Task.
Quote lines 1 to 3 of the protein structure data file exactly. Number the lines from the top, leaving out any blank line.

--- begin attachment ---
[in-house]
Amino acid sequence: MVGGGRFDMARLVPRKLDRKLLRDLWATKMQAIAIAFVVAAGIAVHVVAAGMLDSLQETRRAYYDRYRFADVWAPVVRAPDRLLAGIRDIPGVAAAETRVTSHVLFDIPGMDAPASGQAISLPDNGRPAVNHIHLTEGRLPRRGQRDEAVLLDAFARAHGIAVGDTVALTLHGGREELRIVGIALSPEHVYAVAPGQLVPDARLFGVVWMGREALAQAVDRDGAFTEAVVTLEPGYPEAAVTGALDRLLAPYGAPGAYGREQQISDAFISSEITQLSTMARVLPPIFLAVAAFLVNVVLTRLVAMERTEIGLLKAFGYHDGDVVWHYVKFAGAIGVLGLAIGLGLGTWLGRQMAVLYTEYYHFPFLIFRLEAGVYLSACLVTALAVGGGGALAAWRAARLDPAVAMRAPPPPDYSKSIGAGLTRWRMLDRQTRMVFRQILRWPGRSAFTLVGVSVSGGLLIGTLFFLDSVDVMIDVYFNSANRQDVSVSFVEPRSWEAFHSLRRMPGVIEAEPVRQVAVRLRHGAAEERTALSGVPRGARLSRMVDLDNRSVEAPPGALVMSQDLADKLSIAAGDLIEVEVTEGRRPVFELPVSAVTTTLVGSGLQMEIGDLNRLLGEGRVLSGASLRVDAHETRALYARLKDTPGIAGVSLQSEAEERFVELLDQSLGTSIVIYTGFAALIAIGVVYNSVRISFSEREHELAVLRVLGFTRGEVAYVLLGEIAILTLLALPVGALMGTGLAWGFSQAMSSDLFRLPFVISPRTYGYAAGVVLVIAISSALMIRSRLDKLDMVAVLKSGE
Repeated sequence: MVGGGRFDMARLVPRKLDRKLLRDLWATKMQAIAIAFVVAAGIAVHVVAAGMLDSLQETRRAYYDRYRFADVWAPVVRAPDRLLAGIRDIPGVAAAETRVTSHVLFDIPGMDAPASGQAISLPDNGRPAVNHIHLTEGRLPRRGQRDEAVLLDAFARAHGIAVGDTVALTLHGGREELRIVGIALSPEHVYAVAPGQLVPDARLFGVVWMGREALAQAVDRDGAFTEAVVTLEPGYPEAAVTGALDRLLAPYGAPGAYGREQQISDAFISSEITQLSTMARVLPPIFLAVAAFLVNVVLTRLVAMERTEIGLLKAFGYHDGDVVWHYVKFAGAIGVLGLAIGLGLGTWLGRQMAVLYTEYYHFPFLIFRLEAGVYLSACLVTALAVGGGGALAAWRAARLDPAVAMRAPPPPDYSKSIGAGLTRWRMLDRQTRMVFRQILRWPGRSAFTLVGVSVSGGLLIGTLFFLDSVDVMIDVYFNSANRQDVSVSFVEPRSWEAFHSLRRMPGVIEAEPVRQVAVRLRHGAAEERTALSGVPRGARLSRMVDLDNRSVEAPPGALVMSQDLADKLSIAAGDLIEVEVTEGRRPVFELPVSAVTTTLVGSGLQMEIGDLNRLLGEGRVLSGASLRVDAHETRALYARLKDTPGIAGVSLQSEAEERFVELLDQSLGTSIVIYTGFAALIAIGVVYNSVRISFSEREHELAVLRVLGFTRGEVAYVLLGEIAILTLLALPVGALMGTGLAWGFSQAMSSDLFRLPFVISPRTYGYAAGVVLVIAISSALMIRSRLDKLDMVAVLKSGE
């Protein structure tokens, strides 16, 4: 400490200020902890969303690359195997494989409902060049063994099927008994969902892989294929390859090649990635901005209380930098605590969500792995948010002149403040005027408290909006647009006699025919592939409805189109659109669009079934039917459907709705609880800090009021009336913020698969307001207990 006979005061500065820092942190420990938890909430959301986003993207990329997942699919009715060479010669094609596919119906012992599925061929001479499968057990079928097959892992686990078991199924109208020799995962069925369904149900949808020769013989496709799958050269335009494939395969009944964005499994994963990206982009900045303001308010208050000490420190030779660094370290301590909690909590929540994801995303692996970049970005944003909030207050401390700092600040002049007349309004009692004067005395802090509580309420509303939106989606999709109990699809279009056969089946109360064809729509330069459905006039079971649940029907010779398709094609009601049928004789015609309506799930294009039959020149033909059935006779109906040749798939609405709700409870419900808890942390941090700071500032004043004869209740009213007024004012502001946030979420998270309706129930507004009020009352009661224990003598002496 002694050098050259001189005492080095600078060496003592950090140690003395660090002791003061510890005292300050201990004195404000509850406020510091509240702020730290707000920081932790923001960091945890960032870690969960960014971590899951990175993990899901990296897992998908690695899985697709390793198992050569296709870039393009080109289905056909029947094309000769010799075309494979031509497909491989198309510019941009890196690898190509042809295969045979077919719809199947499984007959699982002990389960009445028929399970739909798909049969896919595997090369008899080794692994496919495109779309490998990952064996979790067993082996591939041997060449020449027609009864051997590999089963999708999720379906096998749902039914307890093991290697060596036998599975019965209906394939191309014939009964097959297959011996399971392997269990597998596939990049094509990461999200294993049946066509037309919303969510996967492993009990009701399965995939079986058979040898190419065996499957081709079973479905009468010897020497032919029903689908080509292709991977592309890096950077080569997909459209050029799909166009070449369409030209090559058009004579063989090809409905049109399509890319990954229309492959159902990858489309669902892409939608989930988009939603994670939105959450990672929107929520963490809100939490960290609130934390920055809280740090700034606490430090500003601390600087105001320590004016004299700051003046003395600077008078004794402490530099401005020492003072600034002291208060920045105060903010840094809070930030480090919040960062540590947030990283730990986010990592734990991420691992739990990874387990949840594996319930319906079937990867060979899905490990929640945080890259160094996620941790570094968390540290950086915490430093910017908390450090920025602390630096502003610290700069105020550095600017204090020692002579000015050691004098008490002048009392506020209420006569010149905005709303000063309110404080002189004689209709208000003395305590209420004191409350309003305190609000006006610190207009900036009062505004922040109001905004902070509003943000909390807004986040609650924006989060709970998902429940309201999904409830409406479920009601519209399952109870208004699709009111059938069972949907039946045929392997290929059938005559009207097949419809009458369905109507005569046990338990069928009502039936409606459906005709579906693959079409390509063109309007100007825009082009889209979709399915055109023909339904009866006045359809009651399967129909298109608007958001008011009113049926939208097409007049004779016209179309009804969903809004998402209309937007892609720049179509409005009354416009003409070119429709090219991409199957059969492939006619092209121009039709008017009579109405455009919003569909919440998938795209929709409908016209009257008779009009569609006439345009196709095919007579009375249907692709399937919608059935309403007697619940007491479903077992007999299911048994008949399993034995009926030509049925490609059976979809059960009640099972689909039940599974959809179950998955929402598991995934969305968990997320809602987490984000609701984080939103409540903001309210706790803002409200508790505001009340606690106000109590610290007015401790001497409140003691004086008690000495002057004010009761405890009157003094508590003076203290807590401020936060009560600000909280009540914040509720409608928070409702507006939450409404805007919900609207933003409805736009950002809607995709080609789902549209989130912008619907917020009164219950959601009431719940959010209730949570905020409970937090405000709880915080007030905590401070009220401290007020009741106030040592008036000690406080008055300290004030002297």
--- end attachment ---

[in-house]
Amino acid sequence: MVGGGRFDMARLVPRKLDRKLLRDLWATKMQAIAIAFVVAAGIAVHVVAAGMLDSLQETRRAYYDRYRFADVWAPVVRAPDRLLAGIRDIPGVAAAETRVTSHVLFDIPGMDAPASGQAISLPDNGRPAVNHIHLTEGRLPRRGQRDEAVLLDAFARAHGIAVGDTVALTLHGGREELRIVGIALSPEHVYAVAPGQLVPDARLFGVVWMGREALAQAVDRDGAFTEAVVTLEPGYPEAAVTGALDRLLAPYGAPGAYGREQQISDAFISSEITQLSTMARVLPPIFLAVAAFLVNVVLTRLVAMERTEIGLLKAFGYHDGDVVWHYVKFAGAIGVLGLAIGLGLGTWLGRQMAVLYTEYYHFPFLIFRLEAGVYLSACLVTALAVGGGGALAAWRAARLDPAVAMRAPPPPDYSKSIGAGLTRWRMLDRQTRMVFRQILRWPGRSAFTLVGVSVSGGLLIGTLFFLDSVDVMIDVYFNSANRQDVSVSFVEPRSWEAFHSLRRMPGVIEAEPVRQVAVRLRHGAAEERTALSGVPRGARLSRMVDLDNRSVEAPPGALVMSQDLADKLSIAAGDLIEVEVTEGRRPVFELPVSAVTTTLVGSGLQMEIGDLNRLLGEGRVLSGASLRVDAHETRALYARLKDTPGIAGVSLQSEAEERFVELLDQSLGTSIVIYTGFAALIAIGVVYNSVRISFSEREHELAVLRVLGFTRGEVAYVLLGEIAILTLLALPVGALMGTGLAWGFSQAMSSDLFRLPFVISPRTYGYAAGVVLVIAISSALMIRSRLDKLDMVAVLKSGE
Repeated sequence: MVGGGRFDMARLVPRKLDRKLLRDLWATKMQAIAIAFVVAAGIAVHVVAAGMLDSLQETRRAYYDRYRFADVWAPVVRAPDRLLAGIRDIPGVAAAETRVTSHVLFDIPGMDAPASGQAISLPDNGRPAVNHIHLTEGRLPRRGQRDEAVLLDAFARAHGIAVGDTVALTLHGGREELRIVGIALSPEHVYAVAPGQLVPDARLFGVVWMGREALAQAVDRDGAFTEAVVTLEPGYPEAAVTGALDRLLAPYGAPGAYGREQQISDAFISSEITQLSTMARVLPPIFLAVAAFLVNVVLTRLVAMERTEIGLLKAFGYHDGDVVWHYVKFAGAIGVLGLAIGLGLGTWLGRQMAVLYTEYYHFPFLIFRLEAGVYLSACLVTALAVGGGGALAAWRAARLDPAVAMRAPPPPDYSKSIGAGLTRWRMLDRQTRMVFRQILRWPGRSAFTLVGVSVSGGLLIGTLFFLDSVDVMIDVYFNSANRQDVSVSFVEPRSWEAFHSLRRMPGVIEAEPVRQVAVRLRHGAAEERTALSGVPRGARLSRMVDLDNRSVEAPPGALVMSQDLADKLSIAAGDLIEVEVTEGRRPVFELPVSAVTTTLVGSGLQMEIGDLNRLLGEGRVLSGASLRVDAHETRALYARLKDTPGIAGVSLQSEAEERFVELLDQSLGTSIVIYTGFAALIAIGVVYNSVRISFSEREHELAVLRVLGFTRGEVAYVLLGEIAILTLLALPVGALMGTGLAWGFSQAMSSDLFRLPFVISPRTYGYAAGVVLVIAISSALMIRSRLDKLDMVAVLKSGE